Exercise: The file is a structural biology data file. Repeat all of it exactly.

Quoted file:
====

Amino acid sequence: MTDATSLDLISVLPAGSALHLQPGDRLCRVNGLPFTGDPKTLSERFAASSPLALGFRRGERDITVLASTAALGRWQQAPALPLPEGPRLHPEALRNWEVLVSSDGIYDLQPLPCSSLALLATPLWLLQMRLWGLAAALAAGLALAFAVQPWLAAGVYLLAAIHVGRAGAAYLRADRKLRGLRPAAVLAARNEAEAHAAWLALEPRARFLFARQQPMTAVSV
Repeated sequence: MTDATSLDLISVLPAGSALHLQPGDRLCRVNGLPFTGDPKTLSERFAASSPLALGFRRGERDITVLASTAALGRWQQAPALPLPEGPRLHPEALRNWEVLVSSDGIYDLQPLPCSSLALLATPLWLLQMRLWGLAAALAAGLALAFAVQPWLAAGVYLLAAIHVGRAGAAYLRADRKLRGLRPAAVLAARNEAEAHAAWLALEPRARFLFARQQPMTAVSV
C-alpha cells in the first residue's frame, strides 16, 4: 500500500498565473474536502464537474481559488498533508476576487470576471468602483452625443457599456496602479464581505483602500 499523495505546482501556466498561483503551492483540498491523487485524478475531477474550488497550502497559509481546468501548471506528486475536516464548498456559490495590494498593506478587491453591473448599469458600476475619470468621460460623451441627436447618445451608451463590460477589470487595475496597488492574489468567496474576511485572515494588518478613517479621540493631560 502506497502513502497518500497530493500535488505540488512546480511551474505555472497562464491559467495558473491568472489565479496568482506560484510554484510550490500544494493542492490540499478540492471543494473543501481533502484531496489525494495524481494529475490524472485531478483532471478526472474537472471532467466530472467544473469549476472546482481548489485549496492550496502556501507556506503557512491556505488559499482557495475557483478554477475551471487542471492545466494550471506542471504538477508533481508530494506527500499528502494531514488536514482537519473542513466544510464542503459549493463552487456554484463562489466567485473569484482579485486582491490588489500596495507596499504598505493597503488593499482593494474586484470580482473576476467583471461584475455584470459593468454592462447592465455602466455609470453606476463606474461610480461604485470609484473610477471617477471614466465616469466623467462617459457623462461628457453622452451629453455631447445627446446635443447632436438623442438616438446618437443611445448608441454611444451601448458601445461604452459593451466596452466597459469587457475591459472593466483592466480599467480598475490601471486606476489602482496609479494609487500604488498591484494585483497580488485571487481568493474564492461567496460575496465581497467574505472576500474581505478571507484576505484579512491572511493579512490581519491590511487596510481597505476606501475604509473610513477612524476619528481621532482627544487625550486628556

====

Amino acid sequence: MTDATSLDLISVLPAGSALHLQPGDRLCRVNGLPFTGDPKTLSERFAASSPLALGFRRGERDITVLASTAALGRWQQAPALPLPEGPRLHPEALRNWEVLVSSDGIYDLQPLPCSSLALLATPLWLLQMRLWGLAAALAAGLALAFAVQPWLAAGVYLLAAIHVGRAGAAYLRADRKLRGLRPAAVLAARNEAEAHAAWLALEPRARFLFARQQPMTAVSV
Repeated sequence: MTDATSLDLISVLPAGSALHLQPGDRLCRVNGLPFTGDPKTLSERFAASSPLALGFRRGERDITVLASTAALGRWQQAPALPLPEGPRLHPEALRNWEVLVSSDGIYDLQPLPCSSLALLATPLWLLQMRLWGLAAALAAGLALAFAVQPWLAAGVYLLAAIHVGRAGAAYLRADRKLRGLRPAAVLAARNEAEAHAAWLALEPRARFLFARQQPMTAVSV
C-alpha cells in the first residue's frame, strides 16, 4: 500500500498565473474536502464537474481559488498533508476576487470576471468602483452625443457599456496602479464581505483602500 499523495505546482501556466498561483503551492483540498491523487485524478475531477474550488497550502497559509481546468501548471506528486475536516464548498456559490495590494498593506478587491453591473448599469458600476475619470468621460460623451441627436447618445451608451463590460477589470487595475496597488492574489468567496474576511485572515494588518478613517479621540493631560 502506497502513502497518500497530493500535488505540488512546480511551474505555472497562464491559467495558473491568472489565479496568482506560484510554484510550490500544494493542492490540499478540492471543494473543501481533502484531496489525494495524481494529475490524472485531478483532471478526472474537472471532467466530472467544473469549476472546482481548489485549496492550496502556501507556506503557512491556505488559499482557495475557483478554477475551471487542471492545466494550471506542471504538477508533481508530494506527500499528502494531514488536514482537519473542513466544510464542503459549493463552487456554484463562489466567485473569484482579485486582491490588489500596495507596499504598505493597503488593499482593494474586484470580482473576476467583471461584475455584470459593468454592462447592465455602466455609470453606476463606474461610480461604485470609484473610477471617477471614466465616469466623467462617459457623462461628457453622452451629453455631447445627446446635443447632436438623442438616438446618437443611445448608441454611444451601448458601445461604452459593451466596452466597459469587457475591459472593466483592466480599467480598475490601471486606476489602482496609479494609487500604488498591484494585483497580488485571487481568493474564492461567496460575496465581497467574505472576500474581505478571507484576505484579512491572511493579512490581519491590511487596510481597505476606501475604509473610513477612524476619528481621532482627544487625550486628556